Persistent coughing, frequent lung infections, fatigue – these are some of the most common symptoms of cystic fibrosis, a devastating genetic disorder without a cure that affects more than 70,000 people worldwide.
But along with classic symptoms of cystic fibrosis, a small subset of patients also develop liver disease, which causes liver inflammation and scarring due to perturbations in bile flow, and can lead to cirrhosis and liver failure. Doctors don’t know why some patients develop liver disease and some don’t, but the mechanism of liver disease development in patients with cystic fibrosis became clearer thanks to a new paper published by University of Pittsburgh scientists in the journal eLife.
The researchers discovered in mice and humans with cystic fibrosis, that cells called cholangiocytes – which line bile ducts that crisscross the liver tissue and serve as pipelines that shunt toxic byproducts of body metabolism – lack a critical interaction between proteins that control cell regeneration and inflammation. Without that interaction, cholangiocytes become inflamed and fibrotic – offering an explanation as to why cystic fibrosis pathology in the liver manifests the way it does.
“This missing interaction is at the core of the pro-inflammatory environment in the fibrotic liver – it adds insult to injury and makes the disease worse,” said senior author Satdarshan (Paul) Monga, M.D., professor at Pitt’s Department of Medicine. “This discovery sheds light on how bile duct cells that are not malignant by nature can suddenly turn against the body.”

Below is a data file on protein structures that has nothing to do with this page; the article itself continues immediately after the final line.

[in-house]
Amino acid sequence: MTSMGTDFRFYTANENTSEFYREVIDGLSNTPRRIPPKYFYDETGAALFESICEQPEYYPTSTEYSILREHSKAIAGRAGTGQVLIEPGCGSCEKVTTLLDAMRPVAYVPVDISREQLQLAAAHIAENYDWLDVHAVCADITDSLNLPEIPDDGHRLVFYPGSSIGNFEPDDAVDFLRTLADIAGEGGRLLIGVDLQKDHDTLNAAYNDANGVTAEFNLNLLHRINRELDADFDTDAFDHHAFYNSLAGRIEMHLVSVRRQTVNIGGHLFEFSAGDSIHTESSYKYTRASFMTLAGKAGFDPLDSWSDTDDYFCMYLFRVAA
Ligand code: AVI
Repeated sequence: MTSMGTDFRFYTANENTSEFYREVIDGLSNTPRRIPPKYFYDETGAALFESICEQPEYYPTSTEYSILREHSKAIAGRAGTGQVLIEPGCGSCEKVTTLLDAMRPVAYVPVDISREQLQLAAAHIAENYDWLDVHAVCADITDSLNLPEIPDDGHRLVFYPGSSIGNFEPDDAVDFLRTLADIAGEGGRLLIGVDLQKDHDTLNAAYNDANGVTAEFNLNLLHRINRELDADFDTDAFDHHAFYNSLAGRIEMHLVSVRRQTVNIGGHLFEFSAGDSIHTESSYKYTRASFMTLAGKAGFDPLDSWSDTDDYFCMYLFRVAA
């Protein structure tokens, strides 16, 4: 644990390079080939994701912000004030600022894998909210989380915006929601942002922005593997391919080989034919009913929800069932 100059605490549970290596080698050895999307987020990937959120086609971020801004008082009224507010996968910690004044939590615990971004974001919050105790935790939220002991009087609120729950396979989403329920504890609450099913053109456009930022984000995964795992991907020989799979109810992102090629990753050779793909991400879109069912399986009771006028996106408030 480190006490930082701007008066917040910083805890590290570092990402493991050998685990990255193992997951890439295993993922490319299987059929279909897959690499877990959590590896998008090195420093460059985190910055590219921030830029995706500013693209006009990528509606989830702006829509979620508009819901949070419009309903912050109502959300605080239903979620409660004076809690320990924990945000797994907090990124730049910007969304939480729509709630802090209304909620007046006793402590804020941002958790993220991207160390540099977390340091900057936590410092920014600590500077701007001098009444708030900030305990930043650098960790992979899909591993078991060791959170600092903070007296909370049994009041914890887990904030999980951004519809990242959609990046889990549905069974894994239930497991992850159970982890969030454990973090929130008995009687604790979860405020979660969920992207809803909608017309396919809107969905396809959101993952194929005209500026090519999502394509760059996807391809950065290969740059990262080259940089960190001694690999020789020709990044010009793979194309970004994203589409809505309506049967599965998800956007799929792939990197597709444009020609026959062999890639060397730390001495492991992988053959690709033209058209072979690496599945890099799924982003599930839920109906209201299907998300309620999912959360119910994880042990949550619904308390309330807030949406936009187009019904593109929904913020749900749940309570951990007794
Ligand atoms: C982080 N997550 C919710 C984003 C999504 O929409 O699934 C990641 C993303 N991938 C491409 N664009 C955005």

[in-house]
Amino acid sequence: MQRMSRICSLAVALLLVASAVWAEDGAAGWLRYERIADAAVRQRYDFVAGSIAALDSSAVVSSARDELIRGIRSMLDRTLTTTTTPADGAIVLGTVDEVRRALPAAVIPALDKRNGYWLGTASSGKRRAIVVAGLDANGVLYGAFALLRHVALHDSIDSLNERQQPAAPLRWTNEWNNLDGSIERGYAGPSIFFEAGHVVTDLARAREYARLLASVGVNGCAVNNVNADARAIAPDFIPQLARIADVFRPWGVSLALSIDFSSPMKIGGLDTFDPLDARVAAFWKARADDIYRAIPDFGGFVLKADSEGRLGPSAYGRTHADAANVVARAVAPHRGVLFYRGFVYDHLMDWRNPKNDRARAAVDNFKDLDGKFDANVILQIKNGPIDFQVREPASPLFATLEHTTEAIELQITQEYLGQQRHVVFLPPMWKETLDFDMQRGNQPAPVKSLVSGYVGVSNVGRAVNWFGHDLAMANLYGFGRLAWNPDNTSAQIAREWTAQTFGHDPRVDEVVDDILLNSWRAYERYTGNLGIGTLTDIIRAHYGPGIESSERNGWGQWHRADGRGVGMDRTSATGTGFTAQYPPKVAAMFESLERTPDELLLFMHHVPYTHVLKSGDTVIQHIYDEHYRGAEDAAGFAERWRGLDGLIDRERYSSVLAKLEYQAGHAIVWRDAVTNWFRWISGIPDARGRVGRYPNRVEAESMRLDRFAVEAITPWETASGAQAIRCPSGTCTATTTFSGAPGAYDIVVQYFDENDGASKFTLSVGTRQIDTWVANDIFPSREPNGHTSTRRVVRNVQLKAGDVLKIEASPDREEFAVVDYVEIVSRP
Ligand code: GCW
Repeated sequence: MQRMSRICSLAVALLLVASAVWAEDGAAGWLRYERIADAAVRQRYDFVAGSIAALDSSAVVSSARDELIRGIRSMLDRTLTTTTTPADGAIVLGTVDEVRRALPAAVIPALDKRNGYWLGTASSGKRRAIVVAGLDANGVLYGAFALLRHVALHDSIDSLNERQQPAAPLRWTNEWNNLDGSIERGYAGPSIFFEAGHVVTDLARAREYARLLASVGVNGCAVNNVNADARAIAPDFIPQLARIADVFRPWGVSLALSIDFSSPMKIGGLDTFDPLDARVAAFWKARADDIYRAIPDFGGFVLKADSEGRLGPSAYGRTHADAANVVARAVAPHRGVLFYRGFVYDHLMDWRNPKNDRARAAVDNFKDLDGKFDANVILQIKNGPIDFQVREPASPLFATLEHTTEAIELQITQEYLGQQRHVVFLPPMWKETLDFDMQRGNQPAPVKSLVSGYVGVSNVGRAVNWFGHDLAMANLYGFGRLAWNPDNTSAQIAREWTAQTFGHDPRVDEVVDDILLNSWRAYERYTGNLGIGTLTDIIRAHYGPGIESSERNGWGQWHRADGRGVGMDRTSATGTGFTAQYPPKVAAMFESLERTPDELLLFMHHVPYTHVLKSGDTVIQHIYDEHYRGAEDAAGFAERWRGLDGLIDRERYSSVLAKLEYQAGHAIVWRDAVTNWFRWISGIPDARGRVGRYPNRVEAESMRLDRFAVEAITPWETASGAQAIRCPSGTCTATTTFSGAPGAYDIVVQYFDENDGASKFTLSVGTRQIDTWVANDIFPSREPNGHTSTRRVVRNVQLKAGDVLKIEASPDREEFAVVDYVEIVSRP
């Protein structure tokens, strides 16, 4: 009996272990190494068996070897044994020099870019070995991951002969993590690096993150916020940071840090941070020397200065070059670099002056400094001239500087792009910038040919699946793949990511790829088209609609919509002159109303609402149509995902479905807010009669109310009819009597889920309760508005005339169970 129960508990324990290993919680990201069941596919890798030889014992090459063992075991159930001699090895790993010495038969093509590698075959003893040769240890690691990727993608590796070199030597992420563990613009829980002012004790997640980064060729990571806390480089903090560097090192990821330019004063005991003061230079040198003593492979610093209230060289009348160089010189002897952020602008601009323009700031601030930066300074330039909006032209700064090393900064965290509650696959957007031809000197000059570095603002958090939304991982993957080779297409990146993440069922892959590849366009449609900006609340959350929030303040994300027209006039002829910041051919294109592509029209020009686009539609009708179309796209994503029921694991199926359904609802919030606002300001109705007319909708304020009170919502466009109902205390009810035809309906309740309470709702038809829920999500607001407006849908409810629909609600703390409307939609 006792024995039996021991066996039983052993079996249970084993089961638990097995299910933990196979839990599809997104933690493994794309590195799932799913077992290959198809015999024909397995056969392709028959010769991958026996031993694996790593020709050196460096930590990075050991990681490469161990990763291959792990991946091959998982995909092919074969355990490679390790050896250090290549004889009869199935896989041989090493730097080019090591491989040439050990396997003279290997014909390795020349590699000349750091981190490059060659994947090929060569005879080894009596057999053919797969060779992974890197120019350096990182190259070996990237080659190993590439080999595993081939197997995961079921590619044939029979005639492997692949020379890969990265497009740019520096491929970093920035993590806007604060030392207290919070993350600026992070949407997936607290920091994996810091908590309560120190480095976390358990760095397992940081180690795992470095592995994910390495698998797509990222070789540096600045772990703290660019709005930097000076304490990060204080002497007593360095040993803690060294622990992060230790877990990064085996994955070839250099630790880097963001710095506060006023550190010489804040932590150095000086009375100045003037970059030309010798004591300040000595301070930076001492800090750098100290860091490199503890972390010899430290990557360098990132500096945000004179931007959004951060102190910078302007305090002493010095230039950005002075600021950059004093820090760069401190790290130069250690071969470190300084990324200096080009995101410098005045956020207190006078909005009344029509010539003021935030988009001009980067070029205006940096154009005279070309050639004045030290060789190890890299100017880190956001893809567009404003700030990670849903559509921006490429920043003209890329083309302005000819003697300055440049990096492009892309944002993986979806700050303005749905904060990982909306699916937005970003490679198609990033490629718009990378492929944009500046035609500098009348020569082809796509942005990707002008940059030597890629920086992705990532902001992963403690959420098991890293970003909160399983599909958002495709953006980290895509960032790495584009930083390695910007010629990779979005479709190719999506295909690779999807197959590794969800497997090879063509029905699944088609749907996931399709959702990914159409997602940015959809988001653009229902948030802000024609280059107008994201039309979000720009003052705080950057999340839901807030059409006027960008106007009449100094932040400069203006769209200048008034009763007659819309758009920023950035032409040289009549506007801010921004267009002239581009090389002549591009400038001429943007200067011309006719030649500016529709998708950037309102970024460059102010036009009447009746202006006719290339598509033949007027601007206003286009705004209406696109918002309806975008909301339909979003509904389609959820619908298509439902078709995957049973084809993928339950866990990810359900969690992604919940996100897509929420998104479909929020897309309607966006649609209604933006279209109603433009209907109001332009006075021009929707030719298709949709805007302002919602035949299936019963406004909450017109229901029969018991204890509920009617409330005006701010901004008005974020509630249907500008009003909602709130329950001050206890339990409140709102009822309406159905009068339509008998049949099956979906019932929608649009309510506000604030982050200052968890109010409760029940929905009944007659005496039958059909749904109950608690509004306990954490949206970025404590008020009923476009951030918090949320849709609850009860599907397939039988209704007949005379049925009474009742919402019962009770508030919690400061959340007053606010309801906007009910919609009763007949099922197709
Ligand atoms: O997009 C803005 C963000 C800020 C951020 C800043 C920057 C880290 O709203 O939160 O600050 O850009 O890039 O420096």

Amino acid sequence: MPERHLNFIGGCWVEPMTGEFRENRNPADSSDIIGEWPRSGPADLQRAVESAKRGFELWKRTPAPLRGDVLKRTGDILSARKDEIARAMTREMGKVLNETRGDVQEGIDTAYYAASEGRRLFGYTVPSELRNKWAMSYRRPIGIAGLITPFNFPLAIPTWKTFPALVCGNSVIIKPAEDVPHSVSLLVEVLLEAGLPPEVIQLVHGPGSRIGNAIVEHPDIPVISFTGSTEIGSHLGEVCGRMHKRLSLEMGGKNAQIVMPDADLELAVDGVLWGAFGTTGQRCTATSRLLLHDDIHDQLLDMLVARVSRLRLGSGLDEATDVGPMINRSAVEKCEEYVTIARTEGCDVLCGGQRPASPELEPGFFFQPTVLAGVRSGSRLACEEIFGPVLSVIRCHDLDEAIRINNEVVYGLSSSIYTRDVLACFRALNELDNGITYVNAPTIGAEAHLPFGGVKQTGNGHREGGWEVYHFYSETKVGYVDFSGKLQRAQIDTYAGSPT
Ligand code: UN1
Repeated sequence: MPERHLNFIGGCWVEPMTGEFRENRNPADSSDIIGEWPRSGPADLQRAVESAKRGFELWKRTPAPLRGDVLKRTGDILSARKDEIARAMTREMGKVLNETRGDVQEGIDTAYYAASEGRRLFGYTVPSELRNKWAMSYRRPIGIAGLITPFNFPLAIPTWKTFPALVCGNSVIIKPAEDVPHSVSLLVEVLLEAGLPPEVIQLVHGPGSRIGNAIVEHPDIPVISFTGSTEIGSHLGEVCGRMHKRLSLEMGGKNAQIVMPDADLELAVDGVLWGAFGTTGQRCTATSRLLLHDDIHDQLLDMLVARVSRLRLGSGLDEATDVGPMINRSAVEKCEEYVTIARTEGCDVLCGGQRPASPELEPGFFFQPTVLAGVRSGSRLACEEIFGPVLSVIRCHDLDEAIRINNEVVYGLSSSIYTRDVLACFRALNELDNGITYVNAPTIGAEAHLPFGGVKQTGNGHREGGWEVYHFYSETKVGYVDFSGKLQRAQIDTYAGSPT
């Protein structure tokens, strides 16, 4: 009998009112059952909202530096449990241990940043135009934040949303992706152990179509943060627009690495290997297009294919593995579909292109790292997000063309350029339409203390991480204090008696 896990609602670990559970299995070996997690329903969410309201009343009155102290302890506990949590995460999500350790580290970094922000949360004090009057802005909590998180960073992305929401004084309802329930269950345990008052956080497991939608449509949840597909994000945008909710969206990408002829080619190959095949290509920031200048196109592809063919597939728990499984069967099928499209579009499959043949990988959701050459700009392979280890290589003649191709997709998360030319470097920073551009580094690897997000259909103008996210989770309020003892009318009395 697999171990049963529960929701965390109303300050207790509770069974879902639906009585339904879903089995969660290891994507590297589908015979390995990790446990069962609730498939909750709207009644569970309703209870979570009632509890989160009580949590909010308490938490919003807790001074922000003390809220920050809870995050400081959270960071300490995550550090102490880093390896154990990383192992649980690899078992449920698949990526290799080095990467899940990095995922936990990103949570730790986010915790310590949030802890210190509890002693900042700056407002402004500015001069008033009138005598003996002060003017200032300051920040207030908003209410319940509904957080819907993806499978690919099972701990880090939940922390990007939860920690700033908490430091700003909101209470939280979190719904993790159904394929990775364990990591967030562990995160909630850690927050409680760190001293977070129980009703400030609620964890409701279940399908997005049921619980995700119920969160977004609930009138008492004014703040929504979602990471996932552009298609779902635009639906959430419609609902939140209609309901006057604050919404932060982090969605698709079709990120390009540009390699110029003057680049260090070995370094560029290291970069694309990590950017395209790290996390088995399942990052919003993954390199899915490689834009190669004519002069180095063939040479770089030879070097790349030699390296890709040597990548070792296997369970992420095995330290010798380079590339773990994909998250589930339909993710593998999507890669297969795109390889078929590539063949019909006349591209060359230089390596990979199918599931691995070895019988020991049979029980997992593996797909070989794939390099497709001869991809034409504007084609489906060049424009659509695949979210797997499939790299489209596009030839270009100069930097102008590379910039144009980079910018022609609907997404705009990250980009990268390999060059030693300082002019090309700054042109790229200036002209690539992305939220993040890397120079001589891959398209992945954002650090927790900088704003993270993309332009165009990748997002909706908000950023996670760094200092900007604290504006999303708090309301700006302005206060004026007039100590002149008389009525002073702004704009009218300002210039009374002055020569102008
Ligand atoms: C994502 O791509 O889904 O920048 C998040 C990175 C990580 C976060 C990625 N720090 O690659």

Cystic fibrosis – a genetic disorder diagnosed in about a thousand new patients in the United States each year – starts with one faulty gene. Hundreds of mutations in the genetic code for a protein called CFTR, or cystic fibrosis transmembrane conductance regulator, can render this molecule inactive, leading to a buildup of thick mucus in the lungs and symptoms in other parts of the body.
Building on experiments in mice, Pitt researchers realized that the inability of the mutated CFTR to regulate cellular location of two proteins controlling inflammation and cell repair might have something to do with clogged bile ducts in cystic fibrosis patients.
The group discovered that under normal circumstances, CFTR acts as a molecular anchor, tightly tethering itself and the two other proteins together, preventing them from spontaneous activation. But when CFTR is gone, or when its ability to link up to its partners is disrupted because of mutations, the other two proteins become active and cause overgrowth of bile duct lining and progressive inflammation.
The discovery wasn’t an instant “aha moment,” though.
“For me, this is the joy of science. No one can tell you where to look for answers – you have to look hard to find them – but when things fall into place, it’s the most gratifying feeling,” said first author Shikai Hu, a visiting scholar at Pitt and a member of the first cohort of M.D.-Ph.D. students in the joint program between Pitt and Tsinghua University in China. “Doing an experiment and confirming for the first time that what we saw in mice was also what we see in patients with cystic fibrosis was very exciting and validating.” The researchers emphasize that there are still many questions that are left unanswered – but they are optimistic that one day, the full picture of molecular changes caused by cystic fibrosis in the liver will reveal itself.
“Observing changes in tissue morphology can only take us so far,” said co-corresponding author Sungjin Ko, D.V.M., Ph.D., assistant professor in the Department of Pathology. “It takes a lot of effort to correlate visually observed changes to their molecular signatures, but understanding these intricacies is key to developing better therapies.”